Something Swedish

Feeling Helpless Abroad: Losing a Loved One

13 Comments

am and me crop 2I know she hasn’t been healthy enough to read my last few posts, but it hurts to write my first post KNOWING she CAN’T read it and comment. My most loyal follower, my most active commenter,  my biggest supporter, my most frequent Skype buddy, my Aunt Maria (Some might recognize her comments signed as “Aunty Ree”). I won’t get too personal, except to say that we were making up for lost time when her time was cut short yesterday. Moving to Sweden brought us closer together, closer than anyone else over the past two years. And I am thankful for that.

Moving to Sweden also means not being there. For any of it. The good or the bad: bridal parties, baby showers, funerals, weddings. I can’t be there to hug a friend who needs comfort, or wildly jump up and down with a friend who just found out she’s pregnant. I can’t be there for my cousins graduation, or my uncles operation. I couldn’t be there to help anyone affected by Hurricane Sandy. I can’t help my besty find the perfect wedding dress, and I can’t meet my brothers new girlfriend (if/when there is one). I can’t say my good byes in person, and I can’t share the still silence of sorrow with my family. I won’t be there to smile, laugh, and share stories after the wake with my family to celebrate her life, as I know that’s what she would want us to do.

Despite which occasion it may be, it’s hard not being there sometimes – whether for good or bad. I’m not really one sensitive to things like homesickness, but being a bit bitter about missing out on time and experiences with people I love and care about is something that hits me now and again. This time harder than others. That’s part of moving around the world though, it’s a package deal – experiencing a new side of life while missing out on experiences in the life you kinda left behind.

It’s not always/only these big occasions and experiences, but the small every day things too – the things you don’t even know or realize you’re missing out on, or the things you would be glad you missed.

In a huge way I’m thankful I moved to Sweden; not only to start my life with someone I love in a beautiful, new, and exciting country with new opportunities,  but because moving here did, in fact, bring me CLOSER to many people – more phone calls, emails, Skype video calls – despite the distance or time difference. Keeping in touch and staying in the loop is a delicate balancing act – here and there, old and new. She was one of my “anchors”  (of which I think I have a solid ten) that made me feel like I was still back home, living in a town not too far away.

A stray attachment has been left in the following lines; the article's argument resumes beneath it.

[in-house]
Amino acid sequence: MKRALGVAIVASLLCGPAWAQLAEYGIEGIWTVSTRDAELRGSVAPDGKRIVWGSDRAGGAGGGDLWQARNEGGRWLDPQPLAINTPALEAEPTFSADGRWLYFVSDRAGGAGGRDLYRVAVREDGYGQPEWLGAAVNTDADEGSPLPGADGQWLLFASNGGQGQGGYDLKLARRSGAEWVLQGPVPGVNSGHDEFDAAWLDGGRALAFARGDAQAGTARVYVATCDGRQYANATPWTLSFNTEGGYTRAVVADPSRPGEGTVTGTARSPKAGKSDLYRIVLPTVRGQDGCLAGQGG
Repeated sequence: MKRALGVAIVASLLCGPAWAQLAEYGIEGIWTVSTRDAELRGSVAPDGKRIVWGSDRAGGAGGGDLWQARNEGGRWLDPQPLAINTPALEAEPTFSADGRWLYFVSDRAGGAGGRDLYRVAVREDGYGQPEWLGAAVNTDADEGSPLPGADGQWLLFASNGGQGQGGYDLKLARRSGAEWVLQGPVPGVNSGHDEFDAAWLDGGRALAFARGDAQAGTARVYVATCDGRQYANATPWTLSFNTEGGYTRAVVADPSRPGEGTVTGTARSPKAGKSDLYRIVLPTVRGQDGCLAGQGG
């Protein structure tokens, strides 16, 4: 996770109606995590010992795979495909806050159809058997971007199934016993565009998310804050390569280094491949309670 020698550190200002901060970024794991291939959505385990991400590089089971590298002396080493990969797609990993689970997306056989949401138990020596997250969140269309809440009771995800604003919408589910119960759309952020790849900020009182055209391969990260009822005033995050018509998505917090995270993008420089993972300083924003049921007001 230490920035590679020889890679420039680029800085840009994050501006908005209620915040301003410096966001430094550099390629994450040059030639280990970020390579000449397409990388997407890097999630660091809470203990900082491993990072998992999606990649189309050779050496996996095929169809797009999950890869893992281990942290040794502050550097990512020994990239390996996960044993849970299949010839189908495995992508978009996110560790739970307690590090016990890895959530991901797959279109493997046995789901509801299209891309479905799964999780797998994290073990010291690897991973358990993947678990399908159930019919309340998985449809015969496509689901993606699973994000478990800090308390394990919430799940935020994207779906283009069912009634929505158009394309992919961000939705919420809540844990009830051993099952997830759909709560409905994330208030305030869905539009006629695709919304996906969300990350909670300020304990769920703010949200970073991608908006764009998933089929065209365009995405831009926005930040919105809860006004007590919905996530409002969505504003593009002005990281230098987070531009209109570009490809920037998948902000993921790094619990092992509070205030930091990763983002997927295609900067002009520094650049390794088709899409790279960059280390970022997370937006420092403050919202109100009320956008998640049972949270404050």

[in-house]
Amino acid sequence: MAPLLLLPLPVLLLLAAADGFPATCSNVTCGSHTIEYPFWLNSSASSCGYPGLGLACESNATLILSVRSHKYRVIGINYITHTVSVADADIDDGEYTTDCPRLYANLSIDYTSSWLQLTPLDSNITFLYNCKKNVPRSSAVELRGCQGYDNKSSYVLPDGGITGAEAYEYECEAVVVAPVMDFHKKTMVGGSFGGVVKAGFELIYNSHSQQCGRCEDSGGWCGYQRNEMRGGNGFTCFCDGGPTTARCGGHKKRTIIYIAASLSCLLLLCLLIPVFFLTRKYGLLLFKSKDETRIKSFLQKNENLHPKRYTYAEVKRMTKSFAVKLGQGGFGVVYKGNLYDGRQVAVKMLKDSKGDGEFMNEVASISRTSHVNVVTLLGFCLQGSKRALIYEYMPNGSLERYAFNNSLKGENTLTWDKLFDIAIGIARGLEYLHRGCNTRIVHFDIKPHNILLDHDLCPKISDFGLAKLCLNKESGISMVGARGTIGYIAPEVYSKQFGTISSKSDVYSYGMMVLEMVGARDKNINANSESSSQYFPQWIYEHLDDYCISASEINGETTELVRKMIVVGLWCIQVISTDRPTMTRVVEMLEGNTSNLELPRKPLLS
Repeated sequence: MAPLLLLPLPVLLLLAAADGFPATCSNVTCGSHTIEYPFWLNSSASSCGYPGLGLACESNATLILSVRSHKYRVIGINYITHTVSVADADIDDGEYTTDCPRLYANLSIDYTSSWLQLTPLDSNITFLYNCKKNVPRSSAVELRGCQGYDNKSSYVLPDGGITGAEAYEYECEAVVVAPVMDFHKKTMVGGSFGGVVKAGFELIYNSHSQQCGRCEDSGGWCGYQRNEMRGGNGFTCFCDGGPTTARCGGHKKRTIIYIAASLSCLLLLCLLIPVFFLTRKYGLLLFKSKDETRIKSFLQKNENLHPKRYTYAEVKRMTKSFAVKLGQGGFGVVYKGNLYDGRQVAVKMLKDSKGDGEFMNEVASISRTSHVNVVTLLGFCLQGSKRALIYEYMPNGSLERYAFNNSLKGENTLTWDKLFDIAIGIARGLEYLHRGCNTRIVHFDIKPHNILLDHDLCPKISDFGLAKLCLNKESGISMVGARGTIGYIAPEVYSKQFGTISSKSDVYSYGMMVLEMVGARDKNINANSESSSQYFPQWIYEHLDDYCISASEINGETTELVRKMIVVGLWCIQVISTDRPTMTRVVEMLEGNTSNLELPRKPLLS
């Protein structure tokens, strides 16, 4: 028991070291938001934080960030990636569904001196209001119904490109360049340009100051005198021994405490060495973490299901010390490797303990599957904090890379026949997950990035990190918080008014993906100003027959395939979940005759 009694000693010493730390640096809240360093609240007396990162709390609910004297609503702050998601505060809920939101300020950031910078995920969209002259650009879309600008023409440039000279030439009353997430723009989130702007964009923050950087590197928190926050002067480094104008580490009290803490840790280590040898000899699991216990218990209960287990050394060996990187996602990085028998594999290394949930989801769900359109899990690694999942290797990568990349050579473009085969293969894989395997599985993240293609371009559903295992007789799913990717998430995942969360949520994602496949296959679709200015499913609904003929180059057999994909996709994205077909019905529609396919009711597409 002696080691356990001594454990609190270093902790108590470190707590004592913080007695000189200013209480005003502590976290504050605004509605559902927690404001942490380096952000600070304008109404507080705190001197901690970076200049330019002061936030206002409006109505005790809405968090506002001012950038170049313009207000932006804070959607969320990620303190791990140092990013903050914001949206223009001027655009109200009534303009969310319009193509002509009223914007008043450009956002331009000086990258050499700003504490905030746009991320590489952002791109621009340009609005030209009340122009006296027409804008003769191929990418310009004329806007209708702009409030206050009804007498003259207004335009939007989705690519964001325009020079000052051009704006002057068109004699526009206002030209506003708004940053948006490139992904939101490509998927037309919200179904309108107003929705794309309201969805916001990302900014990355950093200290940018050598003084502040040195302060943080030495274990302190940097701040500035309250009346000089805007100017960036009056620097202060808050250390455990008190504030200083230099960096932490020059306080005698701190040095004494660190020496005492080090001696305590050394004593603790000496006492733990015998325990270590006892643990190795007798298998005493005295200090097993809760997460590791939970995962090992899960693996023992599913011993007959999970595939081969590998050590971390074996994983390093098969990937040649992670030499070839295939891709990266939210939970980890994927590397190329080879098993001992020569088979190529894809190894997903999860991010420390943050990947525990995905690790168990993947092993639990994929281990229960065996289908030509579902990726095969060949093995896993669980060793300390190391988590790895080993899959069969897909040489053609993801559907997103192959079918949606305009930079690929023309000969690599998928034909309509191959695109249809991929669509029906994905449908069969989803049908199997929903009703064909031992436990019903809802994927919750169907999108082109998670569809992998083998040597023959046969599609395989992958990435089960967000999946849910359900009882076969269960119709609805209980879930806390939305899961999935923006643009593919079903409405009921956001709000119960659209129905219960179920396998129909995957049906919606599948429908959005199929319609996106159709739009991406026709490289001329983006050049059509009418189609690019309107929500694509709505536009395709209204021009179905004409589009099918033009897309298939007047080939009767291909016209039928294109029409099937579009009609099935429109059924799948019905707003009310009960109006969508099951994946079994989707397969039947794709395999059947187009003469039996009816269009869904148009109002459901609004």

am and me crop 3

Thank you for keeping me connected and always helping me stay positive. I’ll miss your stories, advice, and you Skyping me first thing when you wake up, while I eat lunch – sometimes for hours. I’m happy we got to spend time with you right before you went away. Thank you for the memories. I wish i hadn’t missed your call last week…I wonder how you were feeling and what you would have said. I’m sorry I can’t be there now, but I know you’ll be here whenever I need you most.

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13 thoughts on “Feeling Helpless Abroad: Losing a Loved One

  1. I am sorry to hear your sad news Meg, and I offer my sincere condolences. Many times I have wondered how I will cope when faced with a similar circumstance. I can only imagine the feelings of sadness you must be experiencing. I wish you and your family all the best, and peace during this time of sorrow.

  2. So sorry for your loss Meg.

  3. I know how you feel. I too have lost a beloved aunt since I moved to Sweden. I think the hardest part about dealing with the grief is not being able to talk about your memories with those who shared them with you. My sympathies to you and your family.

  4. Sorry to hear of your loss-your memories will last forever.

  5. You described the bitter part of it all too well this time… and nailed it I guess for all of us, struggling with the same thing…
    Thank you for your blog and your sharing……

  6. so sorry to hear of your loss.I will keep your family in my thoughts and prayers,

  7. awww she was so proud of you, and I LOVE these photos,as did she! We loved her so!

  8. My dearest Meg, no matter the distance or the time, love transcends all. We know you are with us in heart and spirit, as we are with you, every step of your journey. Aunt Maria was one of those wonderful role models of what strong, caring women can be, and I am so glad you had a chance to know her. She had a way of touching the people, always interested and supportive. I know Aunt Maria was thrilled to have this special connection with you. Sending you a big virtual hug — and all my love.

  9. Dear Meg, I’m so sorry to hear about Aunt Marie, she was a warm person, I always liked talking to her. You don’t have to physically be there, just always keep her in your heart and thoughts,she’ll know. I’ll give your dad a call duing the week and I’ll try to skpe you after that. Again SOO SORRY. LOVE YOU ALWAYS!

  10. So sorry Meg, for your loss.

  11. Sending you peace and comfort as you deal with, yet another, facet of being an expat. It is a crazy, balancing, amazing, difficult opportunity. xx

  12. I’m so sorry, Meg. I hope you have lots of lovely memories to treasure. 😦

  13. I am so sorry for your loss. Hang in there,…

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